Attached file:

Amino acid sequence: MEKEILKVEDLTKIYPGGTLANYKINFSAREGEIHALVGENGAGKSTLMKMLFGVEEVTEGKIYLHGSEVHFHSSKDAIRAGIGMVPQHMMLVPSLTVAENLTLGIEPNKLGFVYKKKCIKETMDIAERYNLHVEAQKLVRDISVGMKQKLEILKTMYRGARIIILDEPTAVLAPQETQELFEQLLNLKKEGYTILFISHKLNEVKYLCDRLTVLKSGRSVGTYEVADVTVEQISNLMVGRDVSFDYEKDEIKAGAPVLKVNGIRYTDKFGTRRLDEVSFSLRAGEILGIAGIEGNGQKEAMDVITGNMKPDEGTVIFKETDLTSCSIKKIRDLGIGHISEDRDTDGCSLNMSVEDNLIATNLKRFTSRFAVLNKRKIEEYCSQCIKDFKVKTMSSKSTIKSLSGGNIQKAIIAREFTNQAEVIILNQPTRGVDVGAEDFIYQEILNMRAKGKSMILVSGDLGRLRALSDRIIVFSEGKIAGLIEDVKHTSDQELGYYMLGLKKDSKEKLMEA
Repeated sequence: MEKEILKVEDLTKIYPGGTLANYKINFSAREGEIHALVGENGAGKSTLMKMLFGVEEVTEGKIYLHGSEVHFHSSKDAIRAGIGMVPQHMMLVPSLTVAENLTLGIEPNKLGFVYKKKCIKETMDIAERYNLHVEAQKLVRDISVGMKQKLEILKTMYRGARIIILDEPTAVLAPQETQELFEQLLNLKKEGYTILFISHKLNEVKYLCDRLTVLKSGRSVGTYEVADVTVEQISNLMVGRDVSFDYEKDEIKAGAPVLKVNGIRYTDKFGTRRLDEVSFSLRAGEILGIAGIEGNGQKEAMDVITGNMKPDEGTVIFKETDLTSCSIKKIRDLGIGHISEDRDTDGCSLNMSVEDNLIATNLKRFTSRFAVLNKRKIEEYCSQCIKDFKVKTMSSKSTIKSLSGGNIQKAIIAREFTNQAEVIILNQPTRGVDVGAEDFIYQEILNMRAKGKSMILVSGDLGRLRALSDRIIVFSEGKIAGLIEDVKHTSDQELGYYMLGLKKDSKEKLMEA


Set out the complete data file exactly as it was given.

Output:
Amino acid sequence: MEKEILKVEDLTKIYPGGTLANYKINFSAREGEIHALVGENGAGKSTLMKMLFGVEEVTEGKIYLHGSEVHFHSSKDAIRAGIGMVPQHMMLVPSLTVAENLTLGIEPNKLGFVYKKKCIKETMDIAERYNLHVEAQKLVRDISVGMKQKLEILKTMYRGARIIILDEPTAVLAPQETQELFEQLLNLKKEGYTILFISHKLNEVKYLCDRLTVLKSGRSVGTYEVADVTVEQISNLMVGRDVSFDYEKDEIKAGAPVLKVNGIRYTDKFGTRRLDEVSFSLRAGEILGIAGIEGNGQKEAMDVITGNMKPDEGTVIFKETDLTSCSIKKIRDLGIGHISEDRDTDGCSLNMSVEDNLIATNLKRFTSRFAVLNKRKIEEYCSQCIKDFKVKTMSSKSTIKSLSGGNIQKAIIAREFTNQAEVIILNQPTRGVDVGAEDFIYQEILNMRAKGKSMILVSGDLGRLRALSDRIIVFSEGKIAGLIEDVKHTSDQELGYYMLGLKKDSKEKLMEA
Repeated sequence: MEKEILKVEDLTKIYPGGTLANYKINFSAREGEIHALVGENGAGKSTLMKMLFGVEEVTEGKIYLHGSEVHFHSSKDAIRAGIGMVPQHMMLVPSLTVAENLTLGIEPNKLGFVYKKKCIKETMDIAERYNLHVEAQKLVRDISVGMKQKLEILKTMYRGARIIILDEPTAVLAPQETQELFEQLLNLKKEGYTILFISHKLNEVKYLCDRLTVLKSGRSVGTYEVADVTVEQISNLMVGRDVSFDYEKDEIKAGAPVLKVNGIRYTDKFGTRRLDEVSFSLRAGEILGIAGIEGNGQKEAMDVITGNMKPDEGTVIFKETDLTSCSIKKIRDLGIGHISEDRDTDGCSLNMSVEDNLIATNLKRFTSRFAVLNKRKIEEYCSQCIKDFKVKTMSSKSTIKSLSGGNIQKAIIAREFTNQAEVIILNQPTRGVDVGAEDFIYQEILNMRAKGKSMILVSGDLGRLRALSDRIIVFSEGKIAGLIEDVKHTSDQELGYYMLGLKKDSKEKLMEA